30 October 2006

Theory and Composition

Colin Holter of New Music Box makes an interesting point in a recent post when he writes that, "our 'instincts' may themselves be nothing more than theory internalized directly through study and indirectly through listening." As someone who often blindly asserts the superiority of "instincts" over "theory," I feel that I owe myself a closer investigation of this statement. First off, let's distinguish between instincts that are acquired unintentionally/subconsciously and those that one actively seeks to ingrain. As Colin's statement implies, you can make most anything habitual/instinctive if you choose to (this, I assume is what he means by the phrase "internalized directly through study"); conversely, some things enter your psyche without your being aware of them, or perhaps even without you wanting them there (i.e. Colin's "indirectly"). But where it is in fact a conscious choice, it is what you choose to internalize and why that are the more intriguing questions. I have never been concerned as much with the question of mechanism ("direct" versus "indirect" or conscious versus subconscious) as with the nature of the subject matter one chooses to deal with and the reasoning underlying this decision.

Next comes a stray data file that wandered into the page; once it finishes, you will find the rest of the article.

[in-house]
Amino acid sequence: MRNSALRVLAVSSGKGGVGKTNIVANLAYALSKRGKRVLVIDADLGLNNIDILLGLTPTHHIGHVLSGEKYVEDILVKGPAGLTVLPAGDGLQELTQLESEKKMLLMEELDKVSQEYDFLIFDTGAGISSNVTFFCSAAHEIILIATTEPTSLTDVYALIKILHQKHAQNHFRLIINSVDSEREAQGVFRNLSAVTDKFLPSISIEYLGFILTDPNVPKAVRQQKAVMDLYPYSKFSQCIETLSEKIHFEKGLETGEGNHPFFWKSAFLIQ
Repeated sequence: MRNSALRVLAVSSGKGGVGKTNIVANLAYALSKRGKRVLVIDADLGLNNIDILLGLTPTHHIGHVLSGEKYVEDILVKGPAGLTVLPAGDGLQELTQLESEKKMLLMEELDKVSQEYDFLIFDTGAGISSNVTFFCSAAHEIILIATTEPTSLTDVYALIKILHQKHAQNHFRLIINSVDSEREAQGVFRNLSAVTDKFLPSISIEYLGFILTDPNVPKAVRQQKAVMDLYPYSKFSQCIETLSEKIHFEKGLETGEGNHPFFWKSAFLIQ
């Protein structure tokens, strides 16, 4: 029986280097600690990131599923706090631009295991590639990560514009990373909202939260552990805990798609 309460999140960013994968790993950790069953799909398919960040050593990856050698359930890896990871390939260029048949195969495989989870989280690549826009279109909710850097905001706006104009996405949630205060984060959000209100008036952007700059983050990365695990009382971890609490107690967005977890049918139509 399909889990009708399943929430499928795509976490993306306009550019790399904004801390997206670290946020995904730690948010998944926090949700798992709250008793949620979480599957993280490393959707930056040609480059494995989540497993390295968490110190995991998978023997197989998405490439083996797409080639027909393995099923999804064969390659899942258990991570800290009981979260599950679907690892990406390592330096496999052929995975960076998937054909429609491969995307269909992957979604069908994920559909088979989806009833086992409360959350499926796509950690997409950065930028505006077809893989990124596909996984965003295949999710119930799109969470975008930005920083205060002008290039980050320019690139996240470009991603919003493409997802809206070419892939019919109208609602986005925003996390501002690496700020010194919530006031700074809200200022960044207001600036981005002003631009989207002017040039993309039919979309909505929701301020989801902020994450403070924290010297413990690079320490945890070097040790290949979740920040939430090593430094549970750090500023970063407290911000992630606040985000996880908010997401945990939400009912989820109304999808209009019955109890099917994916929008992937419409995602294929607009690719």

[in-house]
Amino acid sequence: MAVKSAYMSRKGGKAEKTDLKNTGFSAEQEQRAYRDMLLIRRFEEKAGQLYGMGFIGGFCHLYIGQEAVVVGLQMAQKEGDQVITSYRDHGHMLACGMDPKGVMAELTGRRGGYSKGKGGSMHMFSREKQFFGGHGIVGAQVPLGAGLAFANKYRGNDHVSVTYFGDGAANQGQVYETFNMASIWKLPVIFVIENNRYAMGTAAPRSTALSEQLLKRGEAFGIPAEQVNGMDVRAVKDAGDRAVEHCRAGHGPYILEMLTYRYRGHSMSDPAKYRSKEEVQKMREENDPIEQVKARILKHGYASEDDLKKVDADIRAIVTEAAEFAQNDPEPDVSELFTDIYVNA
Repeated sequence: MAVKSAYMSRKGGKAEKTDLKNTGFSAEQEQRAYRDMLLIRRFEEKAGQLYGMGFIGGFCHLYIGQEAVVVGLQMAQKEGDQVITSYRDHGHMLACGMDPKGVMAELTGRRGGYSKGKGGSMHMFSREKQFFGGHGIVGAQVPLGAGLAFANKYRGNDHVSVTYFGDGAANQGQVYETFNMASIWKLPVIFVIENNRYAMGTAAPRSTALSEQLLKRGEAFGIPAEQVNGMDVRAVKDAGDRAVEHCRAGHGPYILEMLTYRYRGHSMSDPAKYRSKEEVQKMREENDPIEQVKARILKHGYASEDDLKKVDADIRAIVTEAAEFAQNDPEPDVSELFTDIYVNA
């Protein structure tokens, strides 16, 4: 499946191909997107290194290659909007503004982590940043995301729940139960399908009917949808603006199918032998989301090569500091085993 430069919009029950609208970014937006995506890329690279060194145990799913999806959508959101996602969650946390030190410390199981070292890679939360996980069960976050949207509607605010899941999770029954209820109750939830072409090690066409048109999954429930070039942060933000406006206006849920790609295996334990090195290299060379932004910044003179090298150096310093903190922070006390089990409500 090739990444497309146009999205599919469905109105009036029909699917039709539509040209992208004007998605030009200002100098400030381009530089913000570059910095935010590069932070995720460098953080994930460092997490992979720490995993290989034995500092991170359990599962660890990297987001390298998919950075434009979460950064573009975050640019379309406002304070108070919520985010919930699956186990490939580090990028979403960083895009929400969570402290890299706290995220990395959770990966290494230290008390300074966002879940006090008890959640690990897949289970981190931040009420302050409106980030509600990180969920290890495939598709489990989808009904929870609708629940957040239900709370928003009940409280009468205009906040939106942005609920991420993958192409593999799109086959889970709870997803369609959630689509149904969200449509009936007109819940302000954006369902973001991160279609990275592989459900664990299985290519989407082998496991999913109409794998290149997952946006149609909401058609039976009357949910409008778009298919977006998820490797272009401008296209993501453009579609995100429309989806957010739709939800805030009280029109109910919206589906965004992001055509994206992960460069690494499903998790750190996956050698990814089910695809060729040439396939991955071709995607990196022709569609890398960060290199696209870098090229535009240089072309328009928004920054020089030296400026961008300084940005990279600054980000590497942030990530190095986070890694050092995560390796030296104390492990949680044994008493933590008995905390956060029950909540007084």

As raw information to be processed by the intellect, "theory" per se is intrinsically very different from sound or score. Theory contains interpolations and extrapolations from what the composers actually wrote; it embodies the biases of individual theorists; and it always eliminates more possibilities than it enables. What prevents me from writing a dodecaphonic piece is not so much the fact that I possess only a dilettante's understanding of the theory, but the fact that the music that my instincts (whatever their origin) lead me to create does not conform to this very specific criterion. Furthermore, it bears mentioning that I am statistically far less likely to compose a piece that conforms to "total serialism" than to compose a piece that conforms to Schoenberg's "method of composing with 12 tones." This is because Schoenberg's theory is less comprehensive than that of the total serialists, and hence precludes fewer possibilities (interestingly, Schoenberg was known to follow his musical "instincts" rather than his "theory" if there was a perceived conflict between the two at any given moment in the process, which is not true, I don't think, of many who later took up the various offshoots of his idea). By choosing to listen to and perform such music without dabbling in the underlying prescriptive theory, one chooses to deal with some information and not with other information. That is my choice. I don’t view it as “indirect” or “subconscious” study; to the contrary, I have a good ear and I pay close attention to what certain combinations of notes sound like, and if I have any use for them, well, there they are.